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The divine right of kings was a political-theological doctrine that emerged from the conflicted distinction of temporal and spiritual power during the medieval period. It is an important theoretical foundation that is a basis of the modern constitutional and legal doctrine of sovereignty. As a constitutional doctrine, it had its origins in antiquity, but as modern nation-states emerged during the Renaissance, political discourse increasingly centered on the importance of royal versus representative foundations of government. Among the most important contributors to the divine right of kings theory were James I of Great Britain and Sir Robert Filmer. These seventeenth-century theorists were reacting to new modern theories of the state by social contract theorists such as Thomas Hobbes and John Locke.
James I became king of England in 1603. Prior to ascending the throne, he wrote The True Law of Free Monarchies in 1598. In it, he argues that kings have authority over their subjects just as fathers have authority over their children. James utilizes biblical authority to establish the kingly right to rule as equal to that of God’s rule over his earthly subjects. The monarchy has authority just as does the church, because both are divine in origin. As James stated, “As the Father of his family is duty bound to care for the nourishing, education, and virtuous government of his children, even so is the King bound to care for all his subjects.” James made his 1616 speech in the Star Chamber to assert the political realization of royal authority and the regal policy prerogative, which he had written about theoretically. But for James, the practice of divine right proved more complex than the theoretical clarity of the doctrine.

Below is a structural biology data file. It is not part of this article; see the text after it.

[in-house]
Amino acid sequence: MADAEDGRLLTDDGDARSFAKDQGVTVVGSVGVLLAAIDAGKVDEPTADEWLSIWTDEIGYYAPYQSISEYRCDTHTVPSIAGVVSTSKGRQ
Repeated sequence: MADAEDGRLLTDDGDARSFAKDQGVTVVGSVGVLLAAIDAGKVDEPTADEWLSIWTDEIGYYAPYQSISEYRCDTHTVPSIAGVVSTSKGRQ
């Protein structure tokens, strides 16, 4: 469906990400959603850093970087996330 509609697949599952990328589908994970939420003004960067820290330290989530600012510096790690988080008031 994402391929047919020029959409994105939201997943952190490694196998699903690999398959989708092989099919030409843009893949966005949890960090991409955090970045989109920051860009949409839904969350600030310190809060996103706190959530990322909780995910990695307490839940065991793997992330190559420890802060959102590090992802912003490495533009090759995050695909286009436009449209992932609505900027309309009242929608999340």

Probably the greatest theoretical statement on the divine right of kings was made in 1680 by Sir Robert Filmer in Patriarcha: A Defense of the Natural Power of Kings against the Unnatural Liberty of the People. Filmer utilized a biblical foundation for his theory similar to that of James I and placed the authority of the divine right of kings as equal to the family and society. Divine royal authority was combined with the duty of passive obedience by Filmer to describe the natural political order. This stands in opposition to contract theories and theories of consent. John Locke’s First Treatise is the most famous critique and counterpoint to Filmer’s theory.
The divine right of kings built on previous theories of the monarchial form from Aristotle to John of Salisbury. The influence of this constitutional line of royal authority created a modern foundation for sovereign prerogative powers that is still evident in modern executives with such doctrines as the executive pardon power and sovereign immunity.
- James I. The True Law of Free Monarchies. Edinburgh: Robert Waldegrave, 1598.
- Figgis, John N. The Theory of the Divine Right of Kings. Cambridge: University Press, 1898.
- Filmer, Robert. Patriarcha: A Defense of the Natural Power of Kings against the Unnatural Liberty of the People. London:Walter Davis, 1680.
- Laslett, Peter. Patriarcha and Other Political Works. Oxford: Blackwell, 1102.
- McIlwain, Charles H. The Political Works of James I. Cambridge, Mass.: Harvard University Press, 1918.
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